Cisco's Strong Quarter Bolstered by Data Center, Mobility Units

Cisco CEO John Chambers said the company's strong architectural play will serve it well in such areas as SDN and the cloud.

Cisco Systems’ aggressive efforts to become an enterprise IT solutions provider are paying dividends, with strong growth in its data center offerings and mobility solutions, according to CEO John Chambers.

In a conference call with analysts and journalists May 15 following the release of the company’s latest quarterly financial numbers, Chambers said his company is well-positioned to take advantage of the trends that are driving significant changes in the data center, from cloud computing and virtualization to mobility and bring your own device (BYOD).

In addition, Chambers said he believes Cisco is well-positioned in the highly competitive software-defined networking (SDN) space.

“Customers are telling us that they strongly prefer the breadth and openness of Cisco’s approach and ability to build upon existing network investments and run across hybrid environment as only Cisco can deliver. We feel very confident in our leadership position in this market,” he said. “I don’t think it’s going to be a software game, it’s going to be an architectural game,” where Cisco can leverage its strengths in networking hardware, software and silicon.

Data center technologies and wireless products were key drivers in a strong fiscal third quarter. Overall revenue jumped 5.4 percent over the same period last year, to $12.2 billion, with net income climbing to $2.5 billion. It was the ninth consecutive quarter of record revenues, Chambers said.

Cisco, like other rivals such as Hewlett-Packard and Dell, is pushing to become an IT solutions and services provider, building upon its networking routes. The company has been aggressive in buying companies to build up its capabilities in such areas as cloud, mobility, collaboration and security, and the numbers from the quarter show that the efforts are continuing to bear fruit, he said.

“Our leadership in the data center, wired and wireless networking and our architectural approach is enabling us to be the trusted partner for many customers as they optimize our business for a world of many clouds,” Chambers said. “I think what you are beginning to see … is a transition for us moving from a communications company—selling boxes five or 10 years ago—to being a solutions company selling IT to our customers.”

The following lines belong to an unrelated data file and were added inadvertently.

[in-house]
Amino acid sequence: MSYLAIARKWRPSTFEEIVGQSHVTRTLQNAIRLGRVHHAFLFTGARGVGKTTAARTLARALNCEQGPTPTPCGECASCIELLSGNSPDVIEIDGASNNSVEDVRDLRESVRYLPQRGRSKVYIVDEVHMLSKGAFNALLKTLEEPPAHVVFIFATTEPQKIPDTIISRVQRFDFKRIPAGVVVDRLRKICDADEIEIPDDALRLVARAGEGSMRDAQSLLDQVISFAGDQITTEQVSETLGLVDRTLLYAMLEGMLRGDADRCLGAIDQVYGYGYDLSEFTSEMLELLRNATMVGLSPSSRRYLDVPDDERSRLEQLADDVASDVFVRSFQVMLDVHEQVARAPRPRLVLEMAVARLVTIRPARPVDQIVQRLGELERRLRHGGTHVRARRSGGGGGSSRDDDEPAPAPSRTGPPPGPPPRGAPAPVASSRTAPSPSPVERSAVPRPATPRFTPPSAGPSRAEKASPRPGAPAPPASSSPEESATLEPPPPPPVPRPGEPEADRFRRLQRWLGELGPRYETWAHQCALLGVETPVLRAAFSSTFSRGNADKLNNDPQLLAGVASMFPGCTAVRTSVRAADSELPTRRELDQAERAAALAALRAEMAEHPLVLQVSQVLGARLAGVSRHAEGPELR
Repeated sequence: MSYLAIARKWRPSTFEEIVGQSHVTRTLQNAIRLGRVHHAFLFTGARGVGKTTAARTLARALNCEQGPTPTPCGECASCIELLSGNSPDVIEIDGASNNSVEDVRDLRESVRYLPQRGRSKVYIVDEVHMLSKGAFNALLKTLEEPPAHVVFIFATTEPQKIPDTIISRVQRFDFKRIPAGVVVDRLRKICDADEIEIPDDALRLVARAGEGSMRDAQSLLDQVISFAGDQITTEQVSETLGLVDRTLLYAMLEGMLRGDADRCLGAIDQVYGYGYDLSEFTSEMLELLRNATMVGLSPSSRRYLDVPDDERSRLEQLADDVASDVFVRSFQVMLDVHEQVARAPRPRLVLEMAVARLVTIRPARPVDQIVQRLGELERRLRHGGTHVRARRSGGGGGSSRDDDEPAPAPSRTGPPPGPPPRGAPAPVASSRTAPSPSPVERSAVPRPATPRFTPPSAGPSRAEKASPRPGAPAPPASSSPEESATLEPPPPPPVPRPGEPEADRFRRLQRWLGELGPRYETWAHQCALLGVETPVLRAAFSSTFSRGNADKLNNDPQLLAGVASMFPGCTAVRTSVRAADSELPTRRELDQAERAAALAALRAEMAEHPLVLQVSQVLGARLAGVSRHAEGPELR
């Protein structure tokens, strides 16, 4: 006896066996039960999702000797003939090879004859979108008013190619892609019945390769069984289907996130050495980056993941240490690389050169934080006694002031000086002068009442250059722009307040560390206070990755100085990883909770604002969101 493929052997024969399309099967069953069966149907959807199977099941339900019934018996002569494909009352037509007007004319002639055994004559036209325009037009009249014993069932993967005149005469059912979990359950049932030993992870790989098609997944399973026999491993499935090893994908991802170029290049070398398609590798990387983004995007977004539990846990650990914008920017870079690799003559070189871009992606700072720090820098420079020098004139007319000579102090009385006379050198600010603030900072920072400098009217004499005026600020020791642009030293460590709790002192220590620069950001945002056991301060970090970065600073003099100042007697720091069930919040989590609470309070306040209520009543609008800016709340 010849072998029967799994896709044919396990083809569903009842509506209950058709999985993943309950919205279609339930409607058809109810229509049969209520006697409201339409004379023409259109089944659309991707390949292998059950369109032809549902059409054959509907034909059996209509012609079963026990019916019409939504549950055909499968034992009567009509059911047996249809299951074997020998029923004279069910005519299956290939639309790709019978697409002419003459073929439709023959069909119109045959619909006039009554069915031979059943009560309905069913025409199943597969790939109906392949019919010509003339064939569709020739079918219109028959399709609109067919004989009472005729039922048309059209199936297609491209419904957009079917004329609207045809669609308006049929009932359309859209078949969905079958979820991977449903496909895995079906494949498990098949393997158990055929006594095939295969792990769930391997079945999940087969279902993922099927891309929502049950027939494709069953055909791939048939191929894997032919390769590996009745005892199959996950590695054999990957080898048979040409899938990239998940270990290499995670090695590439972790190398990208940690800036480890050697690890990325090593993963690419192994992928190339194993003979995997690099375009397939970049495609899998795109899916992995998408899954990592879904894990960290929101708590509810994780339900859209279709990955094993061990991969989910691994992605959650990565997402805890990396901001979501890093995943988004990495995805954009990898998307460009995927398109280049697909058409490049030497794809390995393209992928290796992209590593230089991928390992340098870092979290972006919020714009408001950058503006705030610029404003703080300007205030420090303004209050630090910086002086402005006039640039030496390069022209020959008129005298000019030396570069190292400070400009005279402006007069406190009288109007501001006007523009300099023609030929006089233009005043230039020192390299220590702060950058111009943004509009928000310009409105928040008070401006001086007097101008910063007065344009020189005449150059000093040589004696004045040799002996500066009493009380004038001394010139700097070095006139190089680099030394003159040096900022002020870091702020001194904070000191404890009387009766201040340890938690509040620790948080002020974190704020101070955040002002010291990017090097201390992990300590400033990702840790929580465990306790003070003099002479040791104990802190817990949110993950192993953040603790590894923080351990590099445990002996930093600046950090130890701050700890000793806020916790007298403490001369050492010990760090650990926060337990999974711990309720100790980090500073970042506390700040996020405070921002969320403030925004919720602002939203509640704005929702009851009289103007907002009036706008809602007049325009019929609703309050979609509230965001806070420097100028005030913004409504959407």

Cassandra Mooshian, an analyst with Technology Business Research, expects Cisco to continue its buying spree. In a research note May 15, Mooshian noted the recent acquisitions of companies like Ubiquisys, Cognitive Security and Intucell.

“Cisco will continue to acquire companies in 2013 that provide complementary offerings to its portfolio, particularly around cloud and mobility,” she wrote.

According to Cisco, revenues for the data center business climbed 77 percent, due in large part to the combination of the company’s Unified Computing System (UCS)—a converged data center offering that includes Cisco servers and networking, EMC and NetApp storage and VMware virtualization technology—and the Nexus networking switch business. Combined, the two businesses have an annual run rate of $5.5 billion.

“The UCS is becoming a preferred and strategic platform across all segments and geographies around the world,” he said.

Revenues in Cisco’s cloud computing business also were up 77 percent, while the wireless business saw sales grow 27 percent.

“We see demand for faster speed ports driving switching upgrade cycles and, in Q3, shipped a record number of 10 [Gigabit Ethernet] ports, growing 35 percent year-over-year,” Chambers said. “We do see budget shifting from wireline to wireless, benefiting our wireless business, which delivered another strong quarter.”

Cisco also is embracing the growing SDN trend, he said. SDNs offer the promise of greater flexibility, scalability and programmability in networking architecture by taking network intelligence from the physical switches and routers and putting it into software. Cisco’s answer to SDN is its Cisco ONE (Open Networking Environment), which looks to leverage Cisco’s broad offerings for greater compatibility with existing networks.

“During the quarter, we provide additional detail and our strategy to deliver a new model for IT helping our customers move beyond the hype of software-defined networks … to a much more complete solution for networks programmability and orchestration,” Chambers said.

Cisco already has more than 50 beta testers for its Cisco ONE controller and platform, he said, adding that Cisco also is a leading member of the new OpenDaylight Project, which aims to create a common, open SDN platform.